Snorers, Could CPAP Help Your Sex Life, Too?
THURSDAY, May 24, 2018 (HealthDay News) -- Women with sleep apnea might experience a boost in their sex life if they regularly use a CPAP machine, a new study shows.
Researchers found that women who used the device nightly reported a significant improvement in their sexual satisfaction after a year of treatment.
The same benefit was not seen in men, however.
Still, "this [study] provides further evidence that if patients have problems with their sleep, they should be evaluated by their provider because treatment of their sleep apnea can have tremendous benefit in their lives all around," said lead researcher Dr. Sebastian Jara, an otolaryngologist with the University of Washington School of Medicine in Seattle.
Sleep apnea occurs when a person's upper airway becomes blocked during sleep, causing the person to gasp, snore and wake up when the blockage stops their breathing. In adults, obesity is a common cause.
Sleep apnea has been linked to increased risk of heart disease, atrial fibrillation, dementia, kidney disease, type 2 diabetes, pregnancy complications and several forms of cancer, according to the U.S. National Institutes of Health.
Many studies also have linked sleep apnea to poor sexual function, particularly in men, Jara said. Men with sleep apnea are more likely to have erectile dysfunction and less frequent sex.
CPAP (continuous positive airway pressure) machines are the main treatment for sleep apnea. Patients wear a mask at bedtime that increases air pressure in their throat, to prevent their airway from collapsing as they sleep.
To test whether using a CPAP machine can improve sexual function, Jara and his colleagues recruited 182 people (115 men and 67 women) with newly diagnosed sleep apnea. These patients answered a quality-of-life survey that included questions about their sex life, including ability to have sex and their desire for sex.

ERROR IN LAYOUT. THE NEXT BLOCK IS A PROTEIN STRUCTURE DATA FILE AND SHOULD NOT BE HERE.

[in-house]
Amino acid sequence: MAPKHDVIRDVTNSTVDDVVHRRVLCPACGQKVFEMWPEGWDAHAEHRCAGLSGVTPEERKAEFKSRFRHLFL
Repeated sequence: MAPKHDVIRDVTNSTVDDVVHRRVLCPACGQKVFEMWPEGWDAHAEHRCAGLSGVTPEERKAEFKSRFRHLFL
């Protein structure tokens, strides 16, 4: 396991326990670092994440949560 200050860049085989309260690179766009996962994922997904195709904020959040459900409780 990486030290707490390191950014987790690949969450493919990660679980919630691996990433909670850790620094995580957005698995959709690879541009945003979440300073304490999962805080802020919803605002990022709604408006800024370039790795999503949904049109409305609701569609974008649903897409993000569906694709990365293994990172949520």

Among the patients, 72 used a CPAP nightly and 110 either did not or could not. Researchers tracked CPAP use through data collected by the device, Jara said.
After a year, patients filled out the same quality-of-life questionnaire again, so researchers could detect any changes.
"We saw a strong effect in women, and a minimal-to-no effect in men," Jara said.
Jara isn't sure why the study didn't reveal a positive effect for men, given previous studies that have tied sleep apnea to poor sex for men.
There are a couple of possible reasons why CPAP produced the improvements that were seen, Jara said.
It could be that sleep apnea is interfering with sexual function in some biological way, or it could be that people using CPAP simply feel better and are more up for sex, he said.
Dr. David Rapoport is a professor of sleep medicine with the Icahn School of Medicine at Mount Sinai in New York City.
"We know that CPAP when you use it makes you feel better," he said. "If you improve depression, if you improve energy and vitality, it's not terribly surprising that sexual function improves. Everybody knows that when you feel lousy, sex is not high on your list."
Rapoport suspects men in the study might have experienced a similar improvement in their sex lives, but researchers simply didn't capture that data.
"Just because you don't show something happening doesn't mean it didn't. It just means you couldn't show it," said Rapoport, who wasn't involved with the research.
The study was published online May 24 in JAMA Otolaryngology-Head & Neck Surgery.
The National Sleep Foundation has more about CPAP machines.
SOURCES: Sebastian Jara, M.D., otolaryngologist, University of Washington School of Medicine, Seattle; David Rapoport, M.D., professor of pulmonary, critical care and sleep medicine, Icahn School of Medicine at Mount Sinai, New York City; JAMA Otolaryngology-Head & Neck Surgery, May 24, 2018